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stress fractures

A stress fracture is a small crack in the bone and often develops from overuse such as from high-impact sports like long distance running or aerobics. When muscles are overtired, they are no longer able to lessen the shock of repeated impacts. When this happens, the muscles transfer the stress to the bones. This can create small cracks or fractures.

Most stress fractures occur in the weight-bearing bones of the foot and lower leg. The most common sites are the second and third metatarsals of the foot. Stress fractures are also common in the heel (calcaneus), the outer bone of the lower leg (fibula), and the navicular, a bone on the top of the midfoot. People who do not exercise can also have stress fractures. If osteoporosis or other disease has weakened bones, normal daily activities may result in a stress fracture. This is called bone insufficiency and is one of many factors that can increase your risk for stress fracture.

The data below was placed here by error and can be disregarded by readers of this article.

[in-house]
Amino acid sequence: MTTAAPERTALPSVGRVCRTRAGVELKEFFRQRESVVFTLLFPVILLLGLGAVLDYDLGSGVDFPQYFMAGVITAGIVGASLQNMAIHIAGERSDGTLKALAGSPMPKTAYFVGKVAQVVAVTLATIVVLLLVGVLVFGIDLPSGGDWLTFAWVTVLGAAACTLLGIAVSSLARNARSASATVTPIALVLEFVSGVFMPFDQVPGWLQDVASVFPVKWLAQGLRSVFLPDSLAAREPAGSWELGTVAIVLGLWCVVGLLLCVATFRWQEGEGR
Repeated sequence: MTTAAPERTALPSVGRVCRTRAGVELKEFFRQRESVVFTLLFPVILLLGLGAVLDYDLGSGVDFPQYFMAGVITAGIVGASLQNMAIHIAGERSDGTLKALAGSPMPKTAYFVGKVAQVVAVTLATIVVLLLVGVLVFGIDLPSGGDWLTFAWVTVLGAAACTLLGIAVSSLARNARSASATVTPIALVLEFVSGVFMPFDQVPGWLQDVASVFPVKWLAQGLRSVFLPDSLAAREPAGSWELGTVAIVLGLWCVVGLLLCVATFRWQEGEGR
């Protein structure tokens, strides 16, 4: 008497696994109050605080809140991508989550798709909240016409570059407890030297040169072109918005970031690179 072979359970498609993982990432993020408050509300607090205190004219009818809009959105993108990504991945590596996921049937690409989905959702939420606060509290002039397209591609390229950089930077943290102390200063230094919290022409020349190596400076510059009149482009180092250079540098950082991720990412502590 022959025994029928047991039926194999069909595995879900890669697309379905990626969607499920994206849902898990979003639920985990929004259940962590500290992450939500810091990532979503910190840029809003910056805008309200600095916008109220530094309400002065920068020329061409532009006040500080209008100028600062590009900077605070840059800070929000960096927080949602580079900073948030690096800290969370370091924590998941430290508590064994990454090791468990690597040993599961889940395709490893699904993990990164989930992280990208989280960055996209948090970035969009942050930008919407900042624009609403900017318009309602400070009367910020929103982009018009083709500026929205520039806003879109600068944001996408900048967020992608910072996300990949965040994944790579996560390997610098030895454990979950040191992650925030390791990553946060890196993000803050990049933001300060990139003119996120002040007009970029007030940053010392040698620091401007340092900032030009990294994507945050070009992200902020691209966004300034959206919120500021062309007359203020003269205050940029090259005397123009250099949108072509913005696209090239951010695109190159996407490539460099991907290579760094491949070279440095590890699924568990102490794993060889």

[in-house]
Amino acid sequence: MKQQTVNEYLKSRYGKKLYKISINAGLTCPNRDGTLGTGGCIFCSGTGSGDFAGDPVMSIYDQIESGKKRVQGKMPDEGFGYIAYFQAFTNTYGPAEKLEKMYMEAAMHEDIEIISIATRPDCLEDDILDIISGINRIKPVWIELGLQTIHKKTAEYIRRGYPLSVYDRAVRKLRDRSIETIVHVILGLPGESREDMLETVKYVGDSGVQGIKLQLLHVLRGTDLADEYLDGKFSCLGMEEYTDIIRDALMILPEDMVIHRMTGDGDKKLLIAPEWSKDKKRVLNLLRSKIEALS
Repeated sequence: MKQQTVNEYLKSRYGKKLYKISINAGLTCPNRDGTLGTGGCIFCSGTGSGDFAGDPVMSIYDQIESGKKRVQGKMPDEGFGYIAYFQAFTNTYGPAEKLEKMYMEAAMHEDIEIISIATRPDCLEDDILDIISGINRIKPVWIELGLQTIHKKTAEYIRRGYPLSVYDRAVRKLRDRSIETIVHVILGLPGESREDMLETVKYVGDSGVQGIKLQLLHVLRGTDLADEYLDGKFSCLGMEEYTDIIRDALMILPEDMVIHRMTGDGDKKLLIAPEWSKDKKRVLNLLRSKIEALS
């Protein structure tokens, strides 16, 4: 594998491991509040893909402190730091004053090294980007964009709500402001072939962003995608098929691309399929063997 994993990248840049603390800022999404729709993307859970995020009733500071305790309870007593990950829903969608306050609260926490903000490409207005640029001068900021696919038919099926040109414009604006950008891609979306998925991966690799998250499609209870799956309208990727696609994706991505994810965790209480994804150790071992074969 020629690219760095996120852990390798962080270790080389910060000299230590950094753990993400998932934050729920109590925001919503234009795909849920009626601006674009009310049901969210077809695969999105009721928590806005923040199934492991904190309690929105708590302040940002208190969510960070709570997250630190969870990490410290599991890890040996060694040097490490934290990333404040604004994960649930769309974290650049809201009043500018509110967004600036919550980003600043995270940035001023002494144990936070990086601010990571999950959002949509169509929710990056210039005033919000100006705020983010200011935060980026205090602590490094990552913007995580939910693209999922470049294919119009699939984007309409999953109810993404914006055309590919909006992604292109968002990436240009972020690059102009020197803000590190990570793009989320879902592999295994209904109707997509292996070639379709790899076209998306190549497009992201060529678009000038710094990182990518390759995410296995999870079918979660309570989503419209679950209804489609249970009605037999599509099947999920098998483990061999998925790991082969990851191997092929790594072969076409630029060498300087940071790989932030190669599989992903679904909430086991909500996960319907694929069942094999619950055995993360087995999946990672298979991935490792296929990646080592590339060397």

Splinting the area along with limited weight bearing are common treatments. Adding the laser to the treatment is very helpful in that it can decrease the pain and swelling in the fracture area. Laser therapy also increases circulation which promotes faster healing and recovery time.